MP warns on Sunday trading move

Extending unrestricted Sunday trading beyond the summer would be a "major breach of trust" by the Government, a Tory MP has warned amid reports ministers are keen on the move.

Mark Pritchard said he would oppose prolonging an eight-weekend extension brought in for the duration of the Olympic and Paralympic Games in a bid to capitalise on the influx of visitors.

Larger stores have been allowed to ignore the usual stipulation that they can open for a maximum of six hours between the hours of 10am and 6pm thanks to emergency legislation. The law was approved by the Commons after ministers guaranteed that it would not be used as a "Trojan horse" for the introduction of a permanent relaxation.

Trade unions oppose such a change as it would place pressure on staff to work on Sundays and there is also a vociferous lobby by religious groups who want to keep the day "sacred".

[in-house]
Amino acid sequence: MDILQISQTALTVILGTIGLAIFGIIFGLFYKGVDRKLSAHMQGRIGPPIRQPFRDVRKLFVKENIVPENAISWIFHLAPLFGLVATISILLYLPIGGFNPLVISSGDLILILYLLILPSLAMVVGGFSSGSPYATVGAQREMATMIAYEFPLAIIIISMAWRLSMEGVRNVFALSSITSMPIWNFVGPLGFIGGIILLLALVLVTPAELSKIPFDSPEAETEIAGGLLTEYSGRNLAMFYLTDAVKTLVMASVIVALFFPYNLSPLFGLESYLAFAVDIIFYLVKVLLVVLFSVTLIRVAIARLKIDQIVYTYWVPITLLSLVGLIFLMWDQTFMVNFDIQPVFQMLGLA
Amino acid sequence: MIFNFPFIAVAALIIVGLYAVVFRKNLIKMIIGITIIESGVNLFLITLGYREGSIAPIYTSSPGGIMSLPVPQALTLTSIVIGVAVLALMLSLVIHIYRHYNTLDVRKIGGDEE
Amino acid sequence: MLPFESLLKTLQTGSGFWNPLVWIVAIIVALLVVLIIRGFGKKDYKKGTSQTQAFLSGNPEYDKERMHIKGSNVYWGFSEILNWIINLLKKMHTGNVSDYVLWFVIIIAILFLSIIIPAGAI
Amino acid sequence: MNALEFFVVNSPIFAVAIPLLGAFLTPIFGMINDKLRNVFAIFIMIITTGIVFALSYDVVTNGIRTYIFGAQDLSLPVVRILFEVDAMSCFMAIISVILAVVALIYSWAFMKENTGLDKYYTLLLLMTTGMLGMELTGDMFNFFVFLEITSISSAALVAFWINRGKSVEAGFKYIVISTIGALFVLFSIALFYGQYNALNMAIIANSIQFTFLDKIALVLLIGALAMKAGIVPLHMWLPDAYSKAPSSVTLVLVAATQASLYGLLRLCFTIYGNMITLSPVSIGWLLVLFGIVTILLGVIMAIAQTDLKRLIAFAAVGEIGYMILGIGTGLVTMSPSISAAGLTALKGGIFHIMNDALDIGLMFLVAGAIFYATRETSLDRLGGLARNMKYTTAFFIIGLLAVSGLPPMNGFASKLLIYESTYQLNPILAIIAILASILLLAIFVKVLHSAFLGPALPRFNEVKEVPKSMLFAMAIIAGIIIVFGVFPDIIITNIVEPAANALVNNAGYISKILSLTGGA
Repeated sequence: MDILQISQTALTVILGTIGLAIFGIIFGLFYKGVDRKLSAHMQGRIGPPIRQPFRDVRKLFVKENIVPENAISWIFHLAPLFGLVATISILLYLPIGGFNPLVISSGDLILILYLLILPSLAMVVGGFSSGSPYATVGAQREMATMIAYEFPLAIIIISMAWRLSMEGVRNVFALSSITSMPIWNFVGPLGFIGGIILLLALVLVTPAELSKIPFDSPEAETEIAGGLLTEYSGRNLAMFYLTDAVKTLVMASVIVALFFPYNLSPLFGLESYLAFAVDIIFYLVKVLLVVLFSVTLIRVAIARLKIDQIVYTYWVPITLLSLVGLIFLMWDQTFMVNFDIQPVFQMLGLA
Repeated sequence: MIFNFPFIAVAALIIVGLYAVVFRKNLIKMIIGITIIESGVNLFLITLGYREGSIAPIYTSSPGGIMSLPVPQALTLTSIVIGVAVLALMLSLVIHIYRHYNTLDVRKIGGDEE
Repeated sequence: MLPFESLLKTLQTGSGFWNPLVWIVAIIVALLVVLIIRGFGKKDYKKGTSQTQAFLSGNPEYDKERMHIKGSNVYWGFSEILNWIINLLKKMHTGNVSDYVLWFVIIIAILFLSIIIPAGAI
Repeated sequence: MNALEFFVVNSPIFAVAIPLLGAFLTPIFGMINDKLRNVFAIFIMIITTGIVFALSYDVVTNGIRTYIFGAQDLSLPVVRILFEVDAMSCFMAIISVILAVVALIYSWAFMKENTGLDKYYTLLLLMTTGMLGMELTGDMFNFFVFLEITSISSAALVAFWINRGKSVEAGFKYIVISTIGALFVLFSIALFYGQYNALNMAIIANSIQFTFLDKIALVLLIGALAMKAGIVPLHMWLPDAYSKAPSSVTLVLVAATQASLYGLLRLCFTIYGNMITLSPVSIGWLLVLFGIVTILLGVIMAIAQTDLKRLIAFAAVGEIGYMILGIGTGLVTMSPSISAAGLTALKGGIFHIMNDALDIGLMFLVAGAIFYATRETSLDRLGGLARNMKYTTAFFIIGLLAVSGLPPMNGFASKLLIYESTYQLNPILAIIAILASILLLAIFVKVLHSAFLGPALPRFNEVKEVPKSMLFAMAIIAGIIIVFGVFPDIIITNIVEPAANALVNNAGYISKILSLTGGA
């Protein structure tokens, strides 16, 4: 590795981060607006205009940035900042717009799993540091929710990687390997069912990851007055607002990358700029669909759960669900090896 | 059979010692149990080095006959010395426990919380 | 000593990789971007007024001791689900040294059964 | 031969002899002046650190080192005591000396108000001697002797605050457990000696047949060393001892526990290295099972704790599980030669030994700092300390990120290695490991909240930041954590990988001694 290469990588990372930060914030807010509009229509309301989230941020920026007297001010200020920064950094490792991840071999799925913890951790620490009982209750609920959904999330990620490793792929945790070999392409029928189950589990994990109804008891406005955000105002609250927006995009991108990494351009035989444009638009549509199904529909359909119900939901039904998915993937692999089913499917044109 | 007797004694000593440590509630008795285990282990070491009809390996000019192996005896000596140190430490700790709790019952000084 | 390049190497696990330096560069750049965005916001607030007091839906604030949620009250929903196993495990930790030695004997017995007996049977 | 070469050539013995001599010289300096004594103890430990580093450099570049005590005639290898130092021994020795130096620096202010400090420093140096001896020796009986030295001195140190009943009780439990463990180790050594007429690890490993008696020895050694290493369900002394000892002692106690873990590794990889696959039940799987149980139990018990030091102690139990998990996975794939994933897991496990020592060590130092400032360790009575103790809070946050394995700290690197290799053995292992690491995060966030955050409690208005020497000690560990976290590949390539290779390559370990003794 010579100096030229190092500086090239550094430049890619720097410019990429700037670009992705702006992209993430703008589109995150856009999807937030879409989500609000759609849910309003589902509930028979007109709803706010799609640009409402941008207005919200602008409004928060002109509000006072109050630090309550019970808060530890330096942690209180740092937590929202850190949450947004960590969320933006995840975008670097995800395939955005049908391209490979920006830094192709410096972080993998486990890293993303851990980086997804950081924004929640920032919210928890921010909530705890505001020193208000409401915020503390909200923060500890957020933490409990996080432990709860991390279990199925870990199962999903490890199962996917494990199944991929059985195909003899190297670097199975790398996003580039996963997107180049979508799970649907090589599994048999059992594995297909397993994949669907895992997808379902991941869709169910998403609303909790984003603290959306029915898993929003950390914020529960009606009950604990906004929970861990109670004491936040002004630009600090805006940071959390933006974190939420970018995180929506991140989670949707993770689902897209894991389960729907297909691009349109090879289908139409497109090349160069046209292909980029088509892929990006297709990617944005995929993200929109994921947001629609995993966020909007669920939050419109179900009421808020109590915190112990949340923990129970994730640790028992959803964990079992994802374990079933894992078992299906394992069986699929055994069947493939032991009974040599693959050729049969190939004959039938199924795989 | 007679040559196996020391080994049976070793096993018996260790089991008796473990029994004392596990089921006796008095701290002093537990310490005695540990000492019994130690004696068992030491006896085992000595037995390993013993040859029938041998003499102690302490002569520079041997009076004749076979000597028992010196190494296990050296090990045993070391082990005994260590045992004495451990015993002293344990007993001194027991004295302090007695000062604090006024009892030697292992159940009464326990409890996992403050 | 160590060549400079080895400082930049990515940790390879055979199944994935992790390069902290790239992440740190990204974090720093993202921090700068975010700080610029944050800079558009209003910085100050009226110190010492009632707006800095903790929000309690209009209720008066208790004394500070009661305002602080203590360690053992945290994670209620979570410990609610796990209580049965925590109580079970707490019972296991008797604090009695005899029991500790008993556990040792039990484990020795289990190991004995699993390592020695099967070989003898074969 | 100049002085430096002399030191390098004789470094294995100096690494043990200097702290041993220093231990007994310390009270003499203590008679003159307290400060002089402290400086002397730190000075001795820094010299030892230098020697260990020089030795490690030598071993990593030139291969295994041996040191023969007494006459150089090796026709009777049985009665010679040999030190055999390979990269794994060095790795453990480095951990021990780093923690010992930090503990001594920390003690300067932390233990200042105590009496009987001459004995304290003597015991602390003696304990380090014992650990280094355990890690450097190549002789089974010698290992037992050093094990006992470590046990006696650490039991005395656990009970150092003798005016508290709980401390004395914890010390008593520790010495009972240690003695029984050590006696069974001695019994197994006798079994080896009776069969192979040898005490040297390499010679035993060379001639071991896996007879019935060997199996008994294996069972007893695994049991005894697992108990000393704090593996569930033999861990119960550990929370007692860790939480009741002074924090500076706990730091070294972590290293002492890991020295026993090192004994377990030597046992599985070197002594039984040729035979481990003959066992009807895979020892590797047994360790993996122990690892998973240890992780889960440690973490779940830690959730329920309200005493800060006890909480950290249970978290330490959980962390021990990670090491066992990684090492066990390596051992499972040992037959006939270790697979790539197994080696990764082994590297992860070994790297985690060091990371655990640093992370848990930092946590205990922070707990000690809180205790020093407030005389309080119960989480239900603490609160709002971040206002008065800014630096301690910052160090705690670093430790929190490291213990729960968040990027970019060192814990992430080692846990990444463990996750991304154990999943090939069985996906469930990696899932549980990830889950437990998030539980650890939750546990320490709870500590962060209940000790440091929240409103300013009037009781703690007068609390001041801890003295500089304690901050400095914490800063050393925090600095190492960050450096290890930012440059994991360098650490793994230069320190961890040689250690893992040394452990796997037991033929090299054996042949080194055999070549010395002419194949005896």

The Sunday Telegraph said senior Conservative ministers wanted to include unrestricted trading in a Bill in the autumn of measures to stimulate urgently-needed economic growth.

Communities Secretary Eric Pickles told the newspaper he was "willing to look and see what the difference in trading patterns were" during the period of the Games, adding: "I'm always keen that we respect peoples' religious beliefs. But I think we should kind of look long and hard at the results."

But hailing the temporary measure when it was introduced, Liberal Democrat business minister Norman Lamb said: "I want to make it clear that this is a temporary measure and not a test case for a permanent relaxation of the rules in the future."

Mr Pritchard said: "This is a major breach of trust between the Government and the many Conservative MPs who only supported the measure because the Government promised the change would be temporary only.

"A permanent change would harm small traders, workers' rights, and further damage relations between the Church and the Government. I will not support the move."

Speaking at a press conference in Downing Street, Prime Minister David Cameron said: "We said at the time it was a specific thing for the Olympics and that was the proposal that we made."